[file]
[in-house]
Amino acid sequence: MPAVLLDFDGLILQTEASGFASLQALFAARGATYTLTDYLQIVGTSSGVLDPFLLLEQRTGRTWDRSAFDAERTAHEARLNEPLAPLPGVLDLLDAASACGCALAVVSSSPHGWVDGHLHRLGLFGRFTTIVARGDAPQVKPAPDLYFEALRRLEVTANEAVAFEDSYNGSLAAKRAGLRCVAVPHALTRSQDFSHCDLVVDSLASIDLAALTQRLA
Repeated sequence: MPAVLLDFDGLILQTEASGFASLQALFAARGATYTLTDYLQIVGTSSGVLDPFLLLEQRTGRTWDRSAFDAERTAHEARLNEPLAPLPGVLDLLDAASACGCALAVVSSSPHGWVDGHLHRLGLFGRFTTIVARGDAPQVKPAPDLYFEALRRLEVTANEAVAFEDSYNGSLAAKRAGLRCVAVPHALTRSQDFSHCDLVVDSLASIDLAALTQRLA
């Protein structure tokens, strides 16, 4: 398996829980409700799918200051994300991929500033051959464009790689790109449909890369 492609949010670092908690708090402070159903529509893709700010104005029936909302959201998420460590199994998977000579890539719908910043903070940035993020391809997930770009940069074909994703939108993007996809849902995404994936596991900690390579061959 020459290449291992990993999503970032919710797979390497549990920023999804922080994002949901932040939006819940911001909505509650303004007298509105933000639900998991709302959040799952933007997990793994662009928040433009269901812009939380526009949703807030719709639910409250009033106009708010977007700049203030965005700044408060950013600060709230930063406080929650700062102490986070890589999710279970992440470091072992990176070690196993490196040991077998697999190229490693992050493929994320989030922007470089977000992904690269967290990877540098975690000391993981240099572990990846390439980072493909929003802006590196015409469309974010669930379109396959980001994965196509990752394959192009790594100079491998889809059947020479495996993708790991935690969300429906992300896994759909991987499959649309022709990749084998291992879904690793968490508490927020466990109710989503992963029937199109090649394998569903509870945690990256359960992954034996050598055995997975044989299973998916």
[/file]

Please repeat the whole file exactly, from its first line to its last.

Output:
[in-house]
Amino acid sequence: MPAVLLDFDGLILQTEASGFASLQALFAARGATYTLTDYLQIVGTSSGVLDPFLLLEQRTGRTWDRSAFDAERTAHEARLNEPLAPLPGVLDLLDAASACGCALAVVSSSPHGWVDGHLHRLGLFGRFTTIVARGDAPQVKPAPDLYFEALRRLEVTANEAVAFEDSYNGSLAAKRAGLRCVAVPHALTRSQDFSHCDLVVDSLASIDLAALTQRLA
Repeated sequence: MPAVLLDFDGLILQTEASGFASLQALFAARGATYTLTDYLQIVGTSSGVLDPFLLLEQRTGRTWDRSAFDAERTAHEARLNEPLAPLPGVLDLLDAASACGCALAVVSSSPHGWVDGHLHRLGLFGRFTTIVARGDAPQVKPAPDLYFEALRRLEVTANEAVAFEDSYNGSLAAKRAGLRCVAVPHALTRSQDFSHCDLVVDSLASIDLAALTQRLA
């Protein structure tokens, strides 16, 4: 398996829980409700799918200051994300991929500033051959464009790689790109449909890369 492609949010670092908690708090402070159903529509893709700010104005029936909302959201998420460590199994998977000579890539719908910043903070940035993020391809997930770009940069074909994703939108993007996809849902995404994936596991900690390579061959 020459290449291992990993999503970032919710797979390497549990920023999804922080994002949901932040939006819940911001909505509650303004007298509105933000639900998991709302959040799952933007997990793994662009928040433009269901812009939380526009949703807030719709639910409250009033106009708010977007700049203030965005700044408060950013600060709230930063406080929650700062102490986070890589999710279970992440470091072992990176070690196993490196040991077998697999190229490693992050493929994320989030922007470089977000992904690269967290990877540098975690000391993981240099572990990846390439980072493909929003802006590196015409469309974010669930379109396959980001994965196509990752394959192009790594100079491998889809059947020479495996993708790991935690969300429906992300896994759909991987499959649309022709990749084998291992879904690793968490508490927020466990109710989503992963029937199109090649394998569903509870945690990256359960992954034996050598055995997975044989299973998916």